(B) The person procuring or causing the report to be made provides a clear and conspicuous disclosure in writing to the consumer at any time before the report is procured or caused to be made in a document that consists solely of the disclosure, that:

(1) An investigative consumer report may be obtained. (11) The permissible purpose of the report is identified.

(111) The disclosure may include information on the consumer’s character, general reputation, personal characteristics, and mode of living.

(iv) Identifies the name, address, and telephone number of the investigative consumer reporting agency conducting the investigation.

(v) Notifies the consumer in writing of the nature and scope of the investigation requested, including a summary of the provisions of Section 1786.22.

(vi) Notifies the consumer of the Internet Web site address of the investigative consumer reporting agency identified in clause (iv), or, if the agency has no Internet Web site address, the telephone number of the agency, where the consumer may find information about the investigative reporting agency’s privacy practices, including whether the consumer’s personal information will be sent outside the United States or its territories and information that complies with subdivision (d) of Section 1786.20. This clause shall be operative on January 1, 2012.

(C) The consumer has authorized in writing the procurement of the report. (Emphasis added.)

80. As previously alleged, because Defendants’ disclosures do not meet the requirements of section 101(c)(1) of 15 U.S.C. section 7001, the disclosures do not satisfy section 1786.16(a)(2) of the ICRAA requirement that the disclosures be made in writing.

81. Asdescribed above, Plaintiff alleges that in evaluating her and other class members for employment, Defendants procured or caused to be prepared investigative consumer report (e.g. background checks) as described by Civil Code section 1786.2(c).

82. Because the purported disclosures are embedded with extraneous information and are not clear and unambiguous disclosures in stand-alone documents, they do not meet the requirements under the law.

83. Under the ICRAA, it is unlawful to procure or caused to be procured, a consumer report or investigative consumer report for employment purposes unless the disclosure is made in a document that consists solely of the disclosure and the consumer has authorized, in writing, the procurement of the report. Cal. Civ. Code § 1786.16(a)(2)(B)-(C). The inclusion of the Release and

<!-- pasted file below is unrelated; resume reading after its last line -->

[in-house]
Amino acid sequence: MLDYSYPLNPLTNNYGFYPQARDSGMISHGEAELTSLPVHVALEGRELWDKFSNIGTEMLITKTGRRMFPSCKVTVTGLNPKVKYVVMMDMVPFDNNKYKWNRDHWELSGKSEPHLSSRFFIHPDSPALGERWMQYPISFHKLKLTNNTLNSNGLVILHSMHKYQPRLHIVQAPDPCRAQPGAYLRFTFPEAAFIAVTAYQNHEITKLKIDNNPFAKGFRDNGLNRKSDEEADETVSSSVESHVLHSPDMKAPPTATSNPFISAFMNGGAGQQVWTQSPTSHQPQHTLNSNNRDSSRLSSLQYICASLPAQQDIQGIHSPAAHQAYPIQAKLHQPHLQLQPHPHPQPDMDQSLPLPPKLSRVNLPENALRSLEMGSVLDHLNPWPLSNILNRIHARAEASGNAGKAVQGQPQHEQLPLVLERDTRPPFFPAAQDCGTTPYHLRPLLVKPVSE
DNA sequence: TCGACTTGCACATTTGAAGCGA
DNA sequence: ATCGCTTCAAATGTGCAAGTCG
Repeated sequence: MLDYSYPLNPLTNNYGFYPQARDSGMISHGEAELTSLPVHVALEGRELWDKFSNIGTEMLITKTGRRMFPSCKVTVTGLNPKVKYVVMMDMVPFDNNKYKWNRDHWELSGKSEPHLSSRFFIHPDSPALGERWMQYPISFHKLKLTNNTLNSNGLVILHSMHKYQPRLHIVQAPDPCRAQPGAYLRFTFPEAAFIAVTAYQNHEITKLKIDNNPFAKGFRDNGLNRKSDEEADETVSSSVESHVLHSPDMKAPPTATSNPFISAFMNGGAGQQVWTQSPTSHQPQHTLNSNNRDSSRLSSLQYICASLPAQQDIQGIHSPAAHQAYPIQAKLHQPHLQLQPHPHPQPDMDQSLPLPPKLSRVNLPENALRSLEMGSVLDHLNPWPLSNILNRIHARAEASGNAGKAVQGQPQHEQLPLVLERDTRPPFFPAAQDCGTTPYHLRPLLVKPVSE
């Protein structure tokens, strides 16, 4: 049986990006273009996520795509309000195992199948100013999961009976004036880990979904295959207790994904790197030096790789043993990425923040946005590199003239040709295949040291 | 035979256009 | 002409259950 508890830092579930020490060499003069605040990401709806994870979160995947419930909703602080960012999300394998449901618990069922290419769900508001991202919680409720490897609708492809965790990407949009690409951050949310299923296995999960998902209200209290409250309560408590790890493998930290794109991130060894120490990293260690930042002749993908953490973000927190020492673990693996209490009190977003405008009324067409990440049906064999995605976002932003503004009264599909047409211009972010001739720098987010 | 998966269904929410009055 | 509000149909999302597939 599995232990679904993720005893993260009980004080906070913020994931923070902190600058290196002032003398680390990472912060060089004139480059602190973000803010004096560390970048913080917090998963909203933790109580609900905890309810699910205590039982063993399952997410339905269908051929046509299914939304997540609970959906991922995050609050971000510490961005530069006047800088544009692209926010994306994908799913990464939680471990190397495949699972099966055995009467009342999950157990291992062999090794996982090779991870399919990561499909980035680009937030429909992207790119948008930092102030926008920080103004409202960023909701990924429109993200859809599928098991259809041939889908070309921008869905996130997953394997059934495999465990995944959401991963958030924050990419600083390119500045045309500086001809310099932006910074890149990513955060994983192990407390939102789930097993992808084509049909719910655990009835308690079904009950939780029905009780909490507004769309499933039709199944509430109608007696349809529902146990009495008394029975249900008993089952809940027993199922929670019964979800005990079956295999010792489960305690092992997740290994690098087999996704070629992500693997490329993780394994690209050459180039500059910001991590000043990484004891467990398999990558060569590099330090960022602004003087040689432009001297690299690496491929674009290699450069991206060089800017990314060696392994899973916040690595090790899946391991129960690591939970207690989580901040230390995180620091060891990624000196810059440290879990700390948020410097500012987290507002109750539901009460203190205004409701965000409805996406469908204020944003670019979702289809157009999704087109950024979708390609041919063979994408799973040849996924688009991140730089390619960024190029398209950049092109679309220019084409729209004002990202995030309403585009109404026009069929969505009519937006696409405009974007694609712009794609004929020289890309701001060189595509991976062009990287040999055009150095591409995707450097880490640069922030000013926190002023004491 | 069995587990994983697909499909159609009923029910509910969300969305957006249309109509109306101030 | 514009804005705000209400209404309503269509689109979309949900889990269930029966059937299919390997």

other extraneous information therefore violates section 1786.16(a)(2)(B) of the ICRAA.

84. The plain language of the statute clearly indicates that the inclusion of a liability

release in a disclosure form violates the disclosure and authorization requirements of the ICRAA because such a form would not consist “solely” of the disclosure.

85. By including the Release and other extraneous information, Defendants willfully violated section 1786.16(a)(2)(B) of the ICRAA. Additionally, the inclusion of the extraneous provisions causes the disclosure to fail to be “clear and conspicuous” and thus violates section 1786.16(a)(2)(B).

86. Based upon facts that are likely to have evidentiary support after a reasonable opportunity for investigation and discovery, Plaintiff alleges that Defendants have a policy and practice of failing to provide adequate written disclosure to applicants and employees, before procuring background checks or causing background checks to be procured, as described above. Pursuant to that policy and practice, Defendants procured background checks or caused background checks to be procured for Plaintiff and class members without first providing a written disclosure in compliance with section 1786.16(a)(2)(B) of the ICRAA, as described above.

87. Defendants” conduct in violation of Section 1786.16(a)(2)(B) of the ICRAA was and is willful and/or grossly negligent. Defendants acted in deliberate or reckless disregard of their obligations and the rights of applicants and employees, including Plaintiff and class members. Detendants” willful conduct is reflected by, among other things, the following facts:

(a) Defendants are large corporations with access to legal advice:

(b) Defendants required a purported authorization to perform credit and background checks in the process of employing the class members which, although defective, evidences Defendants” awareness of and willful failure to follow the governing laws concerning such authorizations; and